By Julian Zeng and Eva Green
Posted: Wednesday, Nov. 7, 2012
An exuberant crowd of Gov. Mitt Romney supporters who gathered at the Chicago Republican Party at theWit Hotel became dispirited as incumbent president Barack Obama was reelected for a second term Tuesday night.
Party attendees in theWit Hotel third floor ballroom were optimistic about a Romney election early in the evening – Jason Wynn, a student and supporter, said, “I thought since the get-go that it’s going to be Romney all the way.”
Others were equally hopeful, their eyes glued to the many TV projection screens around the ballroom that broadcasted up-to-the-minute voting results from networks like ABC and Fox News.
“I’m here just because of what the sign says, because I believe in America,” said supporter Suanna Lynn, referring to the red, white and blue signs emblazoned with the Romney/Ryan ticket that lined the cream-colored walls.
Lynn said she thinks corporations should have a lower tax rate and thinks this will build incentives for job creation domestically. Higher taxes will push businesses overseas, she said.
Yet, as more polling returns were reported, the atmosphere became tenser. As both candidates were tied in electoral votes, each holding 153 just after 9 p.m., Romney’s supporters stood in angst.
Later, only a smattering of applause and cheers broke out when projections showed Romney winning states like North Carolina at about 10 p.m. Obama’s electoral vote count jumped to 244 following a win in California, and his projected victories in swing states like Florida and Ohio, as reported by a number of outlets, drew audible groans.
Romney supporter Marty Abezetian expressed his disappointment in Obama’s leadership, saying he has watched his taxes skyrocket and feels the country cannot afford another term under Obama’s leadership.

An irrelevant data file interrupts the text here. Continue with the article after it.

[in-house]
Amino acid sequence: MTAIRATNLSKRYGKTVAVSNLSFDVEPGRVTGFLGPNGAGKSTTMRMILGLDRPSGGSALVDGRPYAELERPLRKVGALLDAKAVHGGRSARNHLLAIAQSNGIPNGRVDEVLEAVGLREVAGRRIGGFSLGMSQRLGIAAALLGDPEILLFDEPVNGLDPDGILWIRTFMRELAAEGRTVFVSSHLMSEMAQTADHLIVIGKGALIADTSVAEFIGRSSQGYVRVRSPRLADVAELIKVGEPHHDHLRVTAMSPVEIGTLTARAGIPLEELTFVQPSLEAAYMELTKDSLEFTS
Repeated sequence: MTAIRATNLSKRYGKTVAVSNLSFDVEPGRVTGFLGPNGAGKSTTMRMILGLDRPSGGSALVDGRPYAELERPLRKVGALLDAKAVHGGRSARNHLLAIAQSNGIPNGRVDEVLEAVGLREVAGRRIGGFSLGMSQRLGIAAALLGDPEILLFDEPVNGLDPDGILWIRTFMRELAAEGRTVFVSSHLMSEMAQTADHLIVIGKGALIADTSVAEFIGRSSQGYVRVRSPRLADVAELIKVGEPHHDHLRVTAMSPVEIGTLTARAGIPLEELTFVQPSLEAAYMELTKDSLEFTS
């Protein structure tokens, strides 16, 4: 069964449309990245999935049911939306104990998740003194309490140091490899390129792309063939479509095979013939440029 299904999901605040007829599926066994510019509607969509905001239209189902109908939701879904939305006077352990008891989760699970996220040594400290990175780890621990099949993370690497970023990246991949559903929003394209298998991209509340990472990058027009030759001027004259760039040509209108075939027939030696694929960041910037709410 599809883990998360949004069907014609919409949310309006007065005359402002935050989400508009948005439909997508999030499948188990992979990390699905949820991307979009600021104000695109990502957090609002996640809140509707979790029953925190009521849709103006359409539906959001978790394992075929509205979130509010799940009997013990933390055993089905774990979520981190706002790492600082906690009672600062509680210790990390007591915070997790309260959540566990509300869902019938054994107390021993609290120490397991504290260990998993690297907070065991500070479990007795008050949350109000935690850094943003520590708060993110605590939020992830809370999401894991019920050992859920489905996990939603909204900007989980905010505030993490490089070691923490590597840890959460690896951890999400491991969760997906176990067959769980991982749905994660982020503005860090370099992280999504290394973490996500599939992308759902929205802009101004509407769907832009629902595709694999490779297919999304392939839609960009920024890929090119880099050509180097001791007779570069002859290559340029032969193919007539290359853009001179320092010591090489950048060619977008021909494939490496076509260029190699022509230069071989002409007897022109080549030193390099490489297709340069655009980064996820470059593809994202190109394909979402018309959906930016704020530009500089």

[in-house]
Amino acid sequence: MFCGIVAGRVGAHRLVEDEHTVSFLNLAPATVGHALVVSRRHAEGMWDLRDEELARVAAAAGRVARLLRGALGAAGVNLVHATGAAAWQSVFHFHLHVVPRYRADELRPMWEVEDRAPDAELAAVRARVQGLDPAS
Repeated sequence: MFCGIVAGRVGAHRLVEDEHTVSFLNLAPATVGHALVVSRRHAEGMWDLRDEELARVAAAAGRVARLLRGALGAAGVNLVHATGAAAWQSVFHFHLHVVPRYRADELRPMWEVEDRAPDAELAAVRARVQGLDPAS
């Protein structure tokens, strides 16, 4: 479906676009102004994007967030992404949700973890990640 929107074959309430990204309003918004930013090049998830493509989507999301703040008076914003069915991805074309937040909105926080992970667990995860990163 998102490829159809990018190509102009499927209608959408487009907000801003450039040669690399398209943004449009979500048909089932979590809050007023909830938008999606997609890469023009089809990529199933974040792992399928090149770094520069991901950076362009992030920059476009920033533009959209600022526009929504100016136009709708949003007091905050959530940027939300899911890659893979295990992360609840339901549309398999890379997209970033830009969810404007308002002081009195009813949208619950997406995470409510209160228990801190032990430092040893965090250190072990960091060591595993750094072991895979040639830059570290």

“It’s tough being a Republican living in Illinois where the states are dominated by Chicago votes,” said Abezetian. “I just feel for me, the government is too big, the government is too involved.”
32nd Ward Committeeman John Curry remained optimistic for a late surge in Ohio votes for Romney, citing a remaining “26 percent plus of the vote and a 50,000 vote margin out of millions cast” to be accounted for.
“Anything can happen the rest of the night, so I’m not throwing in the towel yet,” said Curry.
28th Ward Committeeman Shawn Walker agreed with his colleague, saying it was “a little bit too early to call it. Although we’re down, it’s not over yet.”
At 10:20 p.m., a number of outlets finally projected President Obama to win re-election with 275 electoral votes — five more than the requisite 270, as opposed to Romney’s 201 votes.
Romney supporters in the ballroom had mixed expressions of shock and dismay upon hearing the results, which were shortly followed by State Treasurer and Chairman of the Romney Illinois Campaign, Dan Rutherford, taking the stage to address those in attendance.
“It’s not over til it’s over, but I think we all know what’s going to happen here in the pivotal states,” said Rutherford in the closing speech of the night. “Thank you very much for your energy and your spirit and for helping keep a good two-party system alive in the state of Illinois, and particularly in the city of Chicago.”
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